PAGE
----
Each year in Japan thousands of elderly people with dementia go missing, hundreds are never found alive again.
Japan has the world’s oldest population but also some of the most advanced technology and they’re using it to help keep people with dementia safe.
People like Mrs Itou who lives in the city of Matsudo.
The first time she went missing her son who cares for her went driving around looking for her in the places she normally goes.
That was no easy task as Mrs Itou loves to walk and can cover a hundred kilometres a month.
That time his mother came home, but since then she’s gone missing four more times as her dementia has worsened.
The stress of caring for someone with dementia is well known to Nobel prize-winning scientist Randy Schekman whose wife had Parkinson’s disease and dementia before she died.
“You have to keep a constant vigil,” he tells me at a meeting in Japan of Nobel laureates and other eminent people to discuss the future of ageing.
“As my wife’s dementia progressed I couldn’t let her go to the restroom when we went out together. She would go in go into a stall, lock the door and then not be able to unlock the door – she was trapped inside a women’s restroom.”
Prof Schekman describes the projections of the rising number of people with dementia as a crisis akin to climate change because of the stress it will place on those caring for them and the economic consequences as people leave work to care for loved ones.
He is at the start of a 10-year project to tackle the basic science behind Parkinson’s disease which will gather teams of scientists from around the world. The project’s reported multi-billion dollar budget is being provided by Google co-founder Sergey Brin.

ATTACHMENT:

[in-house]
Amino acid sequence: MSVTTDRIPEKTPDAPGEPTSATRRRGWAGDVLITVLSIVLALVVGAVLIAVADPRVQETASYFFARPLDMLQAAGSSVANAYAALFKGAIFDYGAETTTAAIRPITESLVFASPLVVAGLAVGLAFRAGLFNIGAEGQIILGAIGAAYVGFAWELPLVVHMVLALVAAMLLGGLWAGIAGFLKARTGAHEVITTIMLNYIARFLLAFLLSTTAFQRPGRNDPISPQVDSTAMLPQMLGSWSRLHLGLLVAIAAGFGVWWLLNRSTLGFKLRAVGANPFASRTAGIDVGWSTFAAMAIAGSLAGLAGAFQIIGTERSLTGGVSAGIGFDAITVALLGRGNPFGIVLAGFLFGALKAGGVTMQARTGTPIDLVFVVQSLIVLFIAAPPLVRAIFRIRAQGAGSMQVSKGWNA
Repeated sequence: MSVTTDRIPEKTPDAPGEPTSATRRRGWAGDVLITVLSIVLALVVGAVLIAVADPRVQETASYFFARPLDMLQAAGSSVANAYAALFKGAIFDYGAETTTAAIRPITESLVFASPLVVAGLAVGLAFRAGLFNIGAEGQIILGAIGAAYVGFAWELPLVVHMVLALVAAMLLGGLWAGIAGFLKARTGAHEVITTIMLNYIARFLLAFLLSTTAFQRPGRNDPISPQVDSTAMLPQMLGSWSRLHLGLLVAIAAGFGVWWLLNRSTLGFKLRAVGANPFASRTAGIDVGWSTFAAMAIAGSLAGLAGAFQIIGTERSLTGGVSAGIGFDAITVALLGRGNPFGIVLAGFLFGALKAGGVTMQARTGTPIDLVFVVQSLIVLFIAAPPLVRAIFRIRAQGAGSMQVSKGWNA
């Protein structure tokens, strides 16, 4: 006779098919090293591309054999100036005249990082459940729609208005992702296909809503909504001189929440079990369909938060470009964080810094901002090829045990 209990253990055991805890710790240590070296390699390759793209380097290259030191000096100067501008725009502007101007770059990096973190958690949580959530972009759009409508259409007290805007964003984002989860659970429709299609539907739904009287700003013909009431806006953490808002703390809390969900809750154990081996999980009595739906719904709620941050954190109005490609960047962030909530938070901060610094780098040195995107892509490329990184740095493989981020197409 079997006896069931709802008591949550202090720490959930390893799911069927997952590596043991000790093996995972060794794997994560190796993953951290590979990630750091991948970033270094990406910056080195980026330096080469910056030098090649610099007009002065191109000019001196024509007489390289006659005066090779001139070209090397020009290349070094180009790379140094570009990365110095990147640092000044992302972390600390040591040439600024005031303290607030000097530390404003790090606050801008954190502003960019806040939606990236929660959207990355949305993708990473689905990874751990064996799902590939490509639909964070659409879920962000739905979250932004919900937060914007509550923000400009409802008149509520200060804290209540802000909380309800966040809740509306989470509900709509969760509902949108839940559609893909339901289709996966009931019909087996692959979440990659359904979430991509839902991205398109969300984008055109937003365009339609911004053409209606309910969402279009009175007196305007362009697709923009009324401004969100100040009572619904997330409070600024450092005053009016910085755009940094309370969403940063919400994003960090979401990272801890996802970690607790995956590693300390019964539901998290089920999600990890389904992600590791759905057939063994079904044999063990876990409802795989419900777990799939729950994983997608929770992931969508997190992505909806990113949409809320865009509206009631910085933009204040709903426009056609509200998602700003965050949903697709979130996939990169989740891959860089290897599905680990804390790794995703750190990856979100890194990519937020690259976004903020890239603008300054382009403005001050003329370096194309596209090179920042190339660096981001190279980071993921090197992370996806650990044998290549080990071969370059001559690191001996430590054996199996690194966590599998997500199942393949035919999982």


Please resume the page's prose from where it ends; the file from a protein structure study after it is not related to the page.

Meanwhile in Japan, people like Mrs Itou are using new practical solutions to deal with memory loss and the need for a constant vigil.
The local government provides people with dementia and their carers, with badges they can wear. They display a QR code – a square image similar to a barcode – which can be read by anyone with a smart-phone.
The badges have helped Mrs Itou get home the last two times she went missing.
One of the inventors of the badges, Haruo Hidaka had the idea after watching the grandmother who raised him suffer with dementia.
He believed in the idea so much that his team developed a prototype that he personally went to sell in 630 towns and cities across Japan.
The idea was a success and the company he worked for has been bought by the Japanese pharmaceutical company Toho Holdings.
Talking to me at the company’s Tokyo headquarters, Mr Hidaka says as well as his grandmother the idea was also sparked by the case of someone who died in their home and whose death went unnoticed for weeks.
Tackling lonely deaths
This is a common problem in Japan and it’s another problem that the city of Matsudo and many others are tackling.
It’s a rainy Friday afternoon and a group of 10 Matsudo residents are putting on orange vests and preparing to head out around the city.
The volunteers are just some of thousands across Japan who have been through a programme of dementia awareness.
Today they’re going door to door with flyers for a pop-up cafe. While posting the adverts they’re also keeping an eye out for houses where there are telltale signs of problems, like mail piling up. That could be the sign of someone inside in trouble or perhaps even dead.
“One shouldn’t be pointing fingers, but I think you can tell straight away,” says Manami Yoshii.
“By putting flyers into the postbox, we are able to check whether their postboxes are overflowing. And through that we would be able to tell if something might have happened to the resident.”
The pop-up cafes they are advertising are a place where older people can come and get lunch and a chat.
While developments like QR codes are useful, they’re not the full solution, according to Akiko Saito who runs one of Matsudo’s dementia cafes.
“These days our relationships with our immediate neighbours are fading,” she says as about 20 local pensioners dig in to a typical multi-dish Japanese lunch.
“We are connected through things like social networking sites, but in case there is a disaster or if something happens, I think it’s going to be more and more important in future to have a space where you can build relationships between people so that neighbours would be able to help each other out.”
With our life expectancy rising in most countries, the number of people with dementia is expected to increase dramatically in the coming decades.
The solutions they have found in super-ageing Japan are already being copied in other countries and are likely to spread even further.
Additional reporting by Tamasin Ford and Erica Symonds
This content was created as a co-production between Nobel Media AB and the BBC